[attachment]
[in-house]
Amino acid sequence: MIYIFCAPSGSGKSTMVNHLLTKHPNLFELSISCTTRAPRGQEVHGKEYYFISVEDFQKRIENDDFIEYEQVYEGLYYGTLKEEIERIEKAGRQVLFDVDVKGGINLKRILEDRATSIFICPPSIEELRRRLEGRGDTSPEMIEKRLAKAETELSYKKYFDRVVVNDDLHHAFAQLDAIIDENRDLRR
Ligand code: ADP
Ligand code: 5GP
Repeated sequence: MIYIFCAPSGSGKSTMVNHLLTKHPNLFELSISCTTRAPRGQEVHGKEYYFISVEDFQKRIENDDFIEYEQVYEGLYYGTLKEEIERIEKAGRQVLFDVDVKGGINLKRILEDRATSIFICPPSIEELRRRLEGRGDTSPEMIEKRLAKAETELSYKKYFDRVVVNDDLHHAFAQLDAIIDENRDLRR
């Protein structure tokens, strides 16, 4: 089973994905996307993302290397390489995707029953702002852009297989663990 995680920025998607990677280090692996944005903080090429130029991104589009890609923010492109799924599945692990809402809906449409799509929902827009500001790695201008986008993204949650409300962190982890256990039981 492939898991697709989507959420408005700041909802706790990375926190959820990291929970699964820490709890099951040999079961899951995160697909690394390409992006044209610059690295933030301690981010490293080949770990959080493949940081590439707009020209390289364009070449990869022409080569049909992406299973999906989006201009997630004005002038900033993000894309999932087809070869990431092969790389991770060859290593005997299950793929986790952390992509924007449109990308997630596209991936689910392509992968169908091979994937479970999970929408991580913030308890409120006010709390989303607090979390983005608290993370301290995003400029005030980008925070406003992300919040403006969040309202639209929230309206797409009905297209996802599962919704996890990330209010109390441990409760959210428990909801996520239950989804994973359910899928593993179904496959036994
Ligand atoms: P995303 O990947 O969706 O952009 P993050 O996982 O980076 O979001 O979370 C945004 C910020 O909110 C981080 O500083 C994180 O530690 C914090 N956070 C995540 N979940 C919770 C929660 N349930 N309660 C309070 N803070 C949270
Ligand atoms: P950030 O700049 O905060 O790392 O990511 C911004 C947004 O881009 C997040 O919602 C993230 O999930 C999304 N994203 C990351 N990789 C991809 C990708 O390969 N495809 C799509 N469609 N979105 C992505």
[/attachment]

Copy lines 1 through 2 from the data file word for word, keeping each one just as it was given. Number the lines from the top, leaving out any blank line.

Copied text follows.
[in-house]
Amino acid sequence: MIYIFCAPSGSGKSTMVNHLLTKHPNLFELSISCTTRAPRGQEVHGKEYYFISVEDFQKRIENDDFIEYEQVYEGLYYGTLKEEIERIEKAGRQVLFDVDVKGGINLKRILEDRATSIFICPPSIEELRRRLEGRGDTSPEMIEKRLAKAETELSYKKYFDRVVVNDDLHHAFAQLDAIIDENRDLRR